Mothering Sunday, or Mother’s Day as it’s popularly known, is a really big day for families.
Under normal circumstances, retailers sell cards and gifts weeks in advance, shops everywhere have special displays, and cafes, restaurants and hotels all have their special menus and deals to help us ‘treat our mums’.
With a celebratory mood promoted everywhere, we know that every year, there’s a groundswell of appreciation for motherly love and for all that mums do to oil the wheels of family life. It’s what makes it such a great opportunity to speak of the motherly love of God and God’s people too.
We also know that every year, there will be many for whom mother’s day is a difficult day. It reminds people of mums they have lost, babies or children they have lost, babies they can’t conceive, difficult relationships with mothers, or of mums who are unwell.
So we know that underneath the show of flowers, gifts, treats and cards, there can also be complication and sadness.
As we approach Mothering Sunday 2021, we know that like so many other occasions throughout the Covid-19 pandemic, any emotions we already had about this day will have a greater intensity.
Most children of school age have spent vastly more time with their mothers in the last 12 months than they would have done in normal circumstances. The relationship with mum will therefore be different this year – closer perhaps, with more gratitude, or perhaps more strained.
Many adults with older mothers will likely have spent vastly less time with their mothers, experiencing the pain of separation from family like no other time in history.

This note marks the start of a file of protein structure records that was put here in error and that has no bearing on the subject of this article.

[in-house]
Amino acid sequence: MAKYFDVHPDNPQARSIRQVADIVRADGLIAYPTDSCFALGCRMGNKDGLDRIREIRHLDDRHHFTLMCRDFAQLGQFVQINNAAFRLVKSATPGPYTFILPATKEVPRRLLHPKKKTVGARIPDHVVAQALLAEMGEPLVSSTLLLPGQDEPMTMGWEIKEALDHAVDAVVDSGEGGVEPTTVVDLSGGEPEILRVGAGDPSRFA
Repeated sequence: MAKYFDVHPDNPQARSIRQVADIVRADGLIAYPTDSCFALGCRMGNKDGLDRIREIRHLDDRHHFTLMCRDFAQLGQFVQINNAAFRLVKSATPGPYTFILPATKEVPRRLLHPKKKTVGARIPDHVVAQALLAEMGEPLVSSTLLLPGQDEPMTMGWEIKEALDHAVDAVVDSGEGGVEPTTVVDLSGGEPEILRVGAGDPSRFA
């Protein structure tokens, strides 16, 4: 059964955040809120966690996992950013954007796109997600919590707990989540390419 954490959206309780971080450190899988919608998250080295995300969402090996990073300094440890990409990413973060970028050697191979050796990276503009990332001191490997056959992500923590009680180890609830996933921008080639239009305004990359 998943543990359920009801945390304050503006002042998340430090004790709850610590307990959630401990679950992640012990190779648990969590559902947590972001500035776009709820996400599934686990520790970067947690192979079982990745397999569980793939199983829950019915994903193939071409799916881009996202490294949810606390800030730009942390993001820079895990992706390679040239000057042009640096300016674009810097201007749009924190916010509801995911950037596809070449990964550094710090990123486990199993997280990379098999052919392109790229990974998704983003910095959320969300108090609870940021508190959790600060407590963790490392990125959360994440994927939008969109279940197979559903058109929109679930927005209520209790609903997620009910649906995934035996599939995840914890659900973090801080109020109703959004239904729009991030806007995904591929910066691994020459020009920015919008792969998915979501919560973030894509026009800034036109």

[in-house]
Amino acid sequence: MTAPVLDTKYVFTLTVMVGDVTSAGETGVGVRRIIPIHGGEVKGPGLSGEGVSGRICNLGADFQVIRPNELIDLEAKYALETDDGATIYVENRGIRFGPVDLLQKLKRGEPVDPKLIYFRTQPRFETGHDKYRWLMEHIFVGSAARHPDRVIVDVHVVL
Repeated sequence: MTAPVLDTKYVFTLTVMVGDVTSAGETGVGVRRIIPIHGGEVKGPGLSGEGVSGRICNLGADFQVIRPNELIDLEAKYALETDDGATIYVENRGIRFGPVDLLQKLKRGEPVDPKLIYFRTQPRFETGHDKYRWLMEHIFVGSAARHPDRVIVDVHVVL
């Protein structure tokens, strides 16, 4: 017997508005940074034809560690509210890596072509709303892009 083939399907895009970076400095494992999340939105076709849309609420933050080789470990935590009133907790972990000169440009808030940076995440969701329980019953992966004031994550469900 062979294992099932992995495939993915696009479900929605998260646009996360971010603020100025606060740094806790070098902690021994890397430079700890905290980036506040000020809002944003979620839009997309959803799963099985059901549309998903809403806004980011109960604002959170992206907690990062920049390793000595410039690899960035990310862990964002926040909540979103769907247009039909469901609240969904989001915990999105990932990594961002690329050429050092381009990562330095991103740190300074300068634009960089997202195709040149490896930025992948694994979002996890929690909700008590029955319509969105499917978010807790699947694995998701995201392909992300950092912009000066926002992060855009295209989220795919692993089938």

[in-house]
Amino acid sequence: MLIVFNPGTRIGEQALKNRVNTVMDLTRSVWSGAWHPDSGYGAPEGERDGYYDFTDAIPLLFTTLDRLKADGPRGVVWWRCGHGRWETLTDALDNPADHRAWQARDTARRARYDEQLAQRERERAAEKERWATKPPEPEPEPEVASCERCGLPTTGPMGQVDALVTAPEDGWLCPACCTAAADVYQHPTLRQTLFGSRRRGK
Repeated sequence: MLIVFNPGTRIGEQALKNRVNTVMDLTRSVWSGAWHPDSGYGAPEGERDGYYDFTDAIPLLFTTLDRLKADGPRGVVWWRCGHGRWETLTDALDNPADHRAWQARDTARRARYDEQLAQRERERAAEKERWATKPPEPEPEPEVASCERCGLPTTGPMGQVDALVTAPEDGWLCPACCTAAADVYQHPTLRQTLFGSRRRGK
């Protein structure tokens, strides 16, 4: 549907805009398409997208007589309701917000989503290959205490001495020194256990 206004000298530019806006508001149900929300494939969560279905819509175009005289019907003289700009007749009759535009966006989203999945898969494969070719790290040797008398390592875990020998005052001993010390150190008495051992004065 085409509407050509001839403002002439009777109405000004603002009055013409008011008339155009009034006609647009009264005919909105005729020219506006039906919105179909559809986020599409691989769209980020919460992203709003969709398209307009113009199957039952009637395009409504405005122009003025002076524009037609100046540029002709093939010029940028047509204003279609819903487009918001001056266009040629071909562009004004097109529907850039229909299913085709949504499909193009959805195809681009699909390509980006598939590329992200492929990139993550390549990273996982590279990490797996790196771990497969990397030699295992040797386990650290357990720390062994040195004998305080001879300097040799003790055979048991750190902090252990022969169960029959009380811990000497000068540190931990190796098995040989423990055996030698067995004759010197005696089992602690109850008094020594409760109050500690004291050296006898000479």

There will be less ways to treat our mums too, since shopping trips, an afternoon tea in a café, an evening meal out in a restaurant, or an overnight stay in a hotel are all not possible. Day trips out to beauty spots are also generally off the table. These special times that we would have spent with our mums and the memories we would normally have made on this day are lost.
The general picture of bereavement across the nation is also very different this year. Many people are experiencing unprocessed grief since hospital visits, funerals and gathering with friends and family in the usual ways after a funeral have been severely restricted. Those who have lost their mothers and grandmothers during the pandemic, whether that has been due to Covid or another cause, may be harbouring regrets about the way they said goodbye, or couldn’t say goodbye.
So how can churches respond when we ‘celebrate’ Mothering Sunday in 2021? Here are a few practical suggestions:-